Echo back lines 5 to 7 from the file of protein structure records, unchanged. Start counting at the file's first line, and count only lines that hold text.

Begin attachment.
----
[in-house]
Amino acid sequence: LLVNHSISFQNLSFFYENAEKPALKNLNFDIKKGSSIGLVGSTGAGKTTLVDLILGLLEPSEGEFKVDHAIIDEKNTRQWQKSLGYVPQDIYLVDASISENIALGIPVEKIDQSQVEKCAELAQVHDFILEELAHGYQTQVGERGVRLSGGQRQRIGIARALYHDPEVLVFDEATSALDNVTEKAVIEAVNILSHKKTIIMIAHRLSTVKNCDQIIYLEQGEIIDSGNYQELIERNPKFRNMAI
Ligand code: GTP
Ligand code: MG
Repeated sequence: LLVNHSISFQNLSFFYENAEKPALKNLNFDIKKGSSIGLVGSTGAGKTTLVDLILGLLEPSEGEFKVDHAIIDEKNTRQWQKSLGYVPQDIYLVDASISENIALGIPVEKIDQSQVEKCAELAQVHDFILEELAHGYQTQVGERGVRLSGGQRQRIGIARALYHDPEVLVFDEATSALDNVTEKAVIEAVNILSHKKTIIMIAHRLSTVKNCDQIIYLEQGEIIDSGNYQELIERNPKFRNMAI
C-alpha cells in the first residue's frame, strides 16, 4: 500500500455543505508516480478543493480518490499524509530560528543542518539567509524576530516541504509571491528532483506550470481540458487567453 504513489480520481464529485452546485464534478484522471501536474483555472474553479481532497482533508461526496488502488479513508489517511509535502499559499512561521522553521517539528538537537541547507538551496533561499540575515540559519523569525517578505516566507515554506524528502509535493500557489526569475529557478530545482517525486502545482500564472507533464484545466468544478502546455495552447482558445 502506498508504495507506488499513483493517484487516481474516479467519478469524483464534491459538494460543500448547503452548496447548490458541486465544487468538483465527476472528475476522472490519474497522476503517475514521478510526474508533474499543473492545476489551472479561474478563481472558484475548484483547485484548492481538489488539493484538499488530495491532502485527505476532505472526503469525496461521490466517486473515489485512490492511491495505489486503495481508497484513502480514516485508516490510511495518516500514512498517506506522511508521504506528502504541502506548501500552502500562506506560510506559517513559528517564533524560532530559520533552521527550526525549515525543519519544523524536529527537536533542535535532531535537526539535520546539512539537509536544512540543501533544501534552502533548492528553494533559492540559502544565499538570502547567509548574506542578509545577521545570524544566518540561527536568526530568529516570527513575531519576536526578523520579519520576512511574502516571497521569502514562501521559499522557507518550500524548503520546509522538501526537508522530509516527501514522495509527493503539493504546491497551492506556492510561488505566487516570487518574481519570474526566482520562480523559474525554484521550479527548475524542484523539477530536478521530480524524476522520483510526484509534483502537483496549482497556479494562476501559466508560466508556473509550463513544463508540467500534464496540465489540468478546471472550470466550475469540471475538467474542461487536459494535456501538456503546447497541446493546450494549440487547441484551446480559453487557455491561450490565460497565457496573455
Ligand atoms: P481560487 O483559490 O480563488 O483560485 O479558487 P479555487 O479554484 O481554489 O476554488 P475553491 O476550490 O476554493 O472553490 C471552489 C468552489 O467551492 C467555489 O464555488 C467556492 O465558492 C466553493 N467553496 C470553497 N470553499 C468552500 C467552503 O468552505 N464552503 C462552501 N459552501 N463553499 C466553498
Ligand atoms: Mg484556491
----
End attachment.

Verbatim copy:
Repeated sequence: LLVNHSISFQNLSFFYENAEKPALKNLNFDIKKGSSIGLVGSTGAGKTTLVDLILGLLEPSEGEFKVDHAIIDEKNTRQWQKSLGYVPQDIYLVDASISENIALGIPVEKIDQSQVEKCAELAQVHDFILEELAHGYQTQVGERGVRLSGGQRQRIGIARALYHDPEVLVFDEATSALDNVTEKAVIEAVNILSHKKTIIMIAHRLSTVKNCDQIIYLEQGEIIDSGNYQELIERNPKFRNMAI
C-alpha cells in the first residue's frame, strides 16, 4: 500500500455543505508516480478543493480518490499524509530560528543542518539567509524576530516541504509571491528532483506550470481540458487567453 504513489480520481464529485452546485464534478484522471501536474483555472474553479481532497482533508461526496488502488479513508489517511509535502499559499512561521522553521517539528538537537541547507538551496533561499540575515540559519523569525517578505516566507515554506524528502509535493500557489526569475529557478530545482517525486502545482500564472507533464484545466468544478502546455495552447482558445 502506498508504495507506488499513483493517484487516481474516479467519478469524483464534491459538494460543500448547503452548496447548490458541486465544487468538483465527476472528475476522472490519474497522476503517475514521478510526474508533474499543473492545476489551472479561474478563481472558484475548484483547485484548492481538489488539493484538499488530495491532502485527505476532505472526503469525496461521490466517486473515489485512490492511491495505489486503495481508497484513502480514516485508516490510511495518516500514512498517506506522511508521504506528502504541502506548501500552502500562506506560510506559517513559528517564533524560532530559520533552521527550526525549515525543519519544523524536529527537536533542535535532531535537526539535520546539512539537509536544512540543501533544501534552502533548492528553494533559492540559502544565499538570502547567509548574506542578509545577521545570524544566518540561527536568526530568529516570527513575531519576536526578523520579519520576512511574502516571497521569502514562501521559499522557507518550500524548503520546509522538501526537508522530509516527501514522495509527493503539493504546491497551492506556492510561488505566487516570487518574481519570474526566482520562480523559474525554484521550479527548475524542484523539477530536478521530480524524476522520483510526484509534483502537483496549482497556479494562476501559466508560466508556473509550463513544463508540467500534464496540465489540468478546471472550470466550475469540471475538467474542461487536459494535456501538456503546447497541446493546450494549440487547441484551446480559453487557455491561450490565460497565457496573455
Ligand atoms: P481560487 O483559490 O480563488 O483560485 O479558487 P479555487 O479554484 O481554489 O476554488 P475553491 O476550490 O476554493 O472553490 C471552489 C468552489 O467551492 C467555489 O464555488 C467556492 O465558492 C466553493 N467553496 C470553497 N470553499 C468552500 C467552503 O468552505 N464552503 C462552501 N459552501 N463553499 C466553498